Wednesday, December 12, 2007

Book review: The Commitment

I just read The Commitment: Love, Sex, Marriage, and My Family by Dan Savage. I was going to write a short review, but I like the blurb on Amazon.com by Publisher's Weekly better than what I was planning to write:

The author of the internationally syndicated column "Savage Love" brings much-needed humor, and a reality check, to the bitter gay-marriage debate with this polemical memoir. As Savage (Skipping Towards Gomorrah) and his boyfriend, Terry, neared their 10th anniversary, Savage's mother put on the pressure for them to get married. But, Savage notes, there were several other points to consider before deciding to tie the knot: among them, the fact that marriage doesn't provide legal protection in Washington State; Terry prefers tattoos as a sign of commitment; and their six-year-old son declared that only men and women can get married. Furthermore, Savage himself worried that the relationship would be jinxed by anything more permanent than a big anniversary bash, though the one they plan quickly assumes the proportions and price of a wedding reception. While documenting the couple's wobble toward a decision, Savage skewers ideologues, both pro– and anti–gay marriage, with his radical pragmatism. Disproving Tolstoy's dictum that "happy families are all alike," he takes a sharp-eyed, compassionate look at matrimony as it is actually practiced by friends, his raucously affectionate family and even medieval Christians. When he explains to his son what marriage is really about, you want to stand up and cheer, and the surprise ending is both hilarious and a tear-jerker. As funny as David Sedaris's essay collections, but bawdier and more thought-provoking, this timely book shows that being pro-family doesn't have to mean being anti-gay.



That write-up is right on target, in my view. And the book is funny. It's the kind of book you end up reading in a single sitting, even though you don't mean to.

Also of interest is Savage's earlier memoir called The Kid: What Happened After My Boyfriend and I Decided to Go Get Pregnant about the couple's adoption of their son.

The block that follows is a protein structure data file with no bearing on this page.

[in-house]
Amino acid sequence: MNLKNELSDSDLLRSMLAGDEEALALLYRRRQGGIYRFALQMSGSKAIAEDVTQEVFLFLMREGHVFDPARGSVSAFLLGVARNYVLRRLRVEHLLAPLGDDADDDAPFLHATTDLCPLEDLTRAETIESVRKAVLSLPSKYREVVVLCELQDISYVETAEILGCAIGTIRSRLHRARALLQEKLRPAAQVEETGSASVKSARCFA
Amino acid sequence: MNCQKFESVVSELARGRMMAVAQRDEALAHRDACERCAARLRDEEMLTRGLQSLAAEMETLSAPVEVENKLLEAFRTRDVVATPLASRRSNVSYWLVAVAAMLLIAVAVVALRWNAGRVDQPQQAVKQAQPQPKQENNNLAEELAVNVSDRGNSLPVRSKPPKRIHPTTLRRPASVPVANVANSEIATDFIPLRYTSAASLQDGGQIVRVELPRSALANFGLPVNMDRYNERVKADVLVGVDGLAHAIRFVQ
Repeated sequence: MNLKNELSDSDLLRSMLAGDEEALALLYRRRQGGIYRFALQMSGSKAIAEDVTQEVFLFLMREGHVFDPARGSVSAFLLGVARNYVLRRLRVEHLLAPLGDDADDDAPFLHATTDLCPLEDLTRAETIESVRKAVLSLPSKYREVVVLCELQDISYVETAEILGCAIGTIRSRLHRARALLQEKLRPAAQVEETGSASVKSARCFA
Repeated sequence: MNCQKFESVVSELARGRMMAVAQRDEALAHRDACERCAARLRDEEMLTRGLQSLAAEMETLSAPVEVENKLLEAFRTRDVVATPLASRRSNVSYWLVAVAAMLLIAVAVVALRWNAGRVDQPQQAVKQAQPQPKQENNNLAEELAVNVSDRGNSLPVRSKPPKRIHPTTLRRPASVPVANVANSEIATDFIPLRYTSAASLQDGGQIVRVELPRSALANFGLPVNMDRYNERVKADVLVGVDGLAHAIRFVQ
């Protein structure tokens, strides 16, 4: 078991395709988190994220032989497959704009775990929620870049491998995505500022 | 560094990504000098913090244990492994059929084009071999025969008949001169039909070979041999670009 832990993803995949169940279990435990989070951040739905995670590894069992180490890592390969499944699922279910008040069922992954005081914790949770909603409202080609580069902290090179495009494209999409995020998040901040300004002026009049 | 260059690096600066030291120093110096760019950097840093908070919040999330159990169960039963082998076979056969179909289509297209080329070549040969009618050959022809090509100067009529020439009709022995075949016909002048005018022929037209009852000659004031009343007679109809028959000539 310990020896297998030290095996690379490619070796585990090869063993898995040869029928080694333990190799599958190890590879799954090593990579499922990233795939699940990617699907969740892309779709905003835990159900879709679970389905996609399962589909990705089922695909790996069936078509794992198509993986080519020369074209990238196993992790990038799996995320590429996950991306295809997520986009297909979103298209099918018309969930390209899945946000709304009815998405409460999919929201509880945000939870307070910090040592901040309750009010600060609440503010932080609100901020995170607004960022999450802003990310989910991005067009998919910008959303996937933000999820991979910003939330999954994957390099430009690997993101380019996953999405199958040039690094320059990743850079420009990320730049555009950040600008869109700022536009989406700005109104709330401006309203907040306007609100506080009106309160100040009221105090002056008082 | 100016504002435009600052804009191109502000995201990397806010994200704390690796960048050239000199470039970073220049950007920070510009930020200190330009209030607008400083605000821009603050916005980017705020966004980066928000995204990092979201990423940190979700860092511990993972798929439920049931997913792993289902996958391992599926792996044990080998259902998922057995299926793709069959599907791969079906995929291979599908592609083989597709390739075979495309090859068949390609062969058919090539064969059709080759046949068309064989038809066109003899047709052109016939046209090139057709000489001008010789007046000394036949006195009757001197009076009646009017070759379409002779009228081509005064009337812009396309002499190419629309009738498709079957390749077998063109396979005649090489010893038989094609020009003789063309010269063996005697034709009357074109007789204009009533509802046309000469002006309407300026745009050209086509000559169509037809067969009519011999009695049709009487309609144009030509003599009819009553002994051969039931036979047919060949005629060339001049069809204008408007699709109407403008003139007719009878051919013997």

It's not too late to think about those last minute stocking stuffers!

Thursday, December 6, 2007

Two Fathers



I dedicate this to John and Goran, prospective foster dads.

The video is in Dutch with English subtitles. The Dutch lyrics are quite touching, a bit warmer in tone than the English subtitles. (Yes, speaking Dutch is a side effect of my missionary days.)

Anyway, this one's for you, J G-W and G. Best wishes for this new chapter in your lives.

Holiday Party

Tobi and I will be spending Christmas in Salt Lake City this year with some of my friends and family. (We ruled out Japan.) If any of you will be in the area and would like to get together with us, send me e-mail. (Address in profile.) I'm thinking brunch on 12/26 somewhere in SLC.

Wednesday, December 5, 2007

More about Suicide

The Bee in My Bonnet

J G-W said:


Anger is not so functional when it comes to communicating across difference. In fact, anger is dysfunctional for that. It frightens and intimidates. It shuts people down and closes off communication. I've also found that while anger got me to a very important place in my life, it also closed me off from important things that I needed to learn, and cut me off from very important aspects of myself that I've needed to integrate in order to evolve as a human being.

My dilemma is that while I want to build bridges and have meaningful (and compassionate) exchange with people on all points of the spectrum, there are a few areas where laissez-faire fails me.

It's almost impossible for me not to be angry about moral outrages like tacit ecclesiastical approval of suicide in gay youth or the encouragement of ill-advised marriages that almost always cause suffering and misery.

I am not angry about my own experience in the church. The past is what it is, and my memories are mixed. They include some very warm, wonderful moments.

I am not angry with those who continue to believe and practice their religion. It is the right of every person to chart his or her own course through life, and it is the responsibility of us all to treat each other with respect and civility.

I am not angry with those whose intolerance of injustice encourages them to speak with candor and passion and jolt us out of our comfort zone.

I give my best wishes to all who read this, whether your views line up with mine or not. I hope there will be something here that you find useful and that we can continue to engage in ways that help us all.